The FBI-led operation that saw the arrests of top gang members in New Zealand is forecast to put almost no dent in the high use of methamphetamine.
The New Zealand police laid 900 charges and arrested 35 people, including senior members of the Comancheros, the Waikato Mongrel Mob and the Head Hunters.
Assets worth $3.7 million, including two boats and more than $1 million in cash, were seized.
Criminals have also been netted across the globe in what’s been called Operation Trojan Shield, after police tricked them into communicating on an app run by the FBI.
The University of Canterbury’s director of criminal justice, Jarrod Gilbert, praised the cooperation between agencies in New Zealand and abroad.
But he doesn’t think the sting will cut the supply of methamphetamine here.
“While there’s demand for methamphetamine – as there is in New Zealand – and the price is high, we’re always going to have this trade. Someone will always slip back into this void.”
He said corruption in New Zealand was low and criminal takedowns like this could help it stay this way.
“What it means is [criminals] can’t gain a really strong financial base, which will in turn mean that they don’t have the money to start corrupting or buying off government officials or people in the ports and airlines that would make their operations efficient.”
Louise Hutchinson, the Waikato Mongrel Mob’s public relations spokesperson, called the way the police announced the bust a smear campaign against gangs.
“The police … have that huge platform and then the mainstream media on top of that. We’re up against it.”
She said the organisation had a zero tolerance policy on drug dealing and tried to steer members away from a life based on criminal activity.
She said not all of the 35 people that were arrested were gang members and some were white collar criminals.
“Our politicians want to focus on the gangs, but this is widespread… But it’s really easy for politicians and the police just to target us.”
Detective superintendent Greg Williams, who led the New Zealand arm of the operation, told Morning Report they started receiving information from global law enforcement agencies in Operation Trojan Shield early last year.
Williams said police had identified more than 20 trans-national operational cells within New Zealand that had external ties, with all of those arrested being tied to one or various gangs.
“We see Hamilton as quite a significant hub,” he said, adding that more staff being put in teams targeting organised crime.
“So we’ll be putting a team into Waikato on 1 July this year.”
Asked about whether the operation would have an impact on meth supply, he said: “I think worldwide it’s going to have a massive impact and the fact that we’ve disrupted an application that they believed they couldn’t be intercepted on is significant because it’ll cause mass paranoia within those groups.”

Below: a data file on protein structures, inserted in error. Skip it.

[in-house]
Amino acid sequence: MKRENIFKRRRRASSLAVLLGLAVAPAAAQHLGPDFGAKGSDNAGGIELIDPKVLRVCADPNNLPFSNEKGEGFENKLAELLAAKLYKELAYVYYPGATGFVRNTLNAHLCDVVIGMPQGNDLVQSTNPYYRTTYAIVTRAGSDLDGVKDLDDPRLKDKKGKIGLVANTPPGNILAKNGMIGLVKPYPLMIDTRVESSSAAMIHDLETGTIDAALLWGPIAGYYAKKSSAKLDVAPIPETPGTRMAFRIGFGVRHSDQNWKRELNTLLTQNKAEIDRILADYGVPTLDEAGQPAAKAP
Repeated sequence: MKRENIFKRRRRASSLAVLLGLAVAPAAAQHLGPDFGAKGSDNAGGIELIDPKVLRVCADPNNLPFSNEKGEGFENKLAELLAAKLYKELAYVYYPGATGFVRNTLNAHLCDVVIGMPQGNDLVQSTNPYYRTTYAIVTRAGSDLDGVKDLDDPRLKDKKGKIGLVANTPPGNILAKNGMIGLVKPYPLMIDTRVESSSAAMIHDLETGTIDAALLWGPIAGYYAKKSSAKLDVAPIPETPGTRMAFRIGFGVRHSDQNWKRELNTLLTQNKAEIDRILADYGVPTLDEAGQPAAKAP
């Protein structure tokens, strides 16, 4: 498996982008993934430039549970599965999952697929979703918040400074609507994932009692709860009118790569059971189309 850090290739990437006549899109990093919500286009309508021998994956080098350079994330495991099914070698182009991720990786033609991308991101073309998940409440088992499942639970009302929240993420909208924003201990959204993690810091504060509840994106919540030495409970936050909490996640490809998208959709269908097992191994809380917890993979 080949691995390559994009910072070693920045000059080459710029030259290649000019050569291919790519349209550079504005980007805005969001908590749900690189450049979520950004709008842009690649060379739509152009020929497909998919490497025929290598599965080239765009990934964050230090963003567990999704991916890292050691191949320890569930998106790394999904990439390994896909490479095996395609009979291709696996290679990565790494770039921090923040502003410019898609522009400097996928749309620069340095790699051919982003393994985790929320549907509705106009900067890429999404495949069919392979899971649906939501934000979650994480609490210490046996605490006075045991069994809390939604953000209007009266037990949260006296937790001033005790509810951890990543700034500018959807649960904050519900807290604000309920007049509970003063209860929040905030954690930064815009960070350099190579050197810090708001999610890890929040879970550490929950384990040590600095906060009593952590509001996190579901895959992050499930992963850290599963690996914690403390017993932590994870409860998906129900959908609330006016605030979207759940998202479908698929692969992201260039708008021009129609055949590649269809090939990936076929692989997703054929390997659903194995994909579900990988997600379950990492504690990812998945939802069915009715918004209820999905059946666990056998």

He said methamphetamine was insidious, designed to addicts and crime groups across the world understood that.
“A big focus has to be on decreasing that market demand. We’ve seen some evidence of that, waste water data is telling us that there actually has been a reduction in the use of methamphetamine over the last few years.”
There was also work ongoing with communities and iwi to build resilience, he said.
Gang expert Jarrod Gilbert did not think it was a smear campaign, but he said it was important to separate gangs from organised crime groups.
“Organised crime will come in a whole variety of forms, particularly when we’re looking internationally. We have to be very careful in [being clear] it’s not a gang issue, but an organised crime issue.”
Waikato Mongrel Mob leader Sonny Fatupaito confirmed in a statement that police searched three member’s homes on Monday afternoon as part of the operation and the three members have been arrested and remanded in custody.
He said his own home and the gang’s headquarters had not been searched, and he was not detained for questioning.
Fatupaito said his zero tolerance stance against pedalling drugs was well known.
“My continued focus as a leader is to influence, educate and empower our members to choose to live positive, constructive, and productive lives free from alcohol and drugs, and steer them in a direction away from criminal offending.”
Community organisation chief executive and former gang member, Martin Kaipo, thought the crack down was a good thing in the midst of the social harm caused by gang activity and related drugs, such as meth.
“As soon as they put those colours on their backs the whole lifestyle and environment changes.”
Meanwhile, Prime Minister Jacinda Ardern said the sting would have a big impact on the supply of meth and pointed to the number of people arrested and the plans that would be halted as a result.
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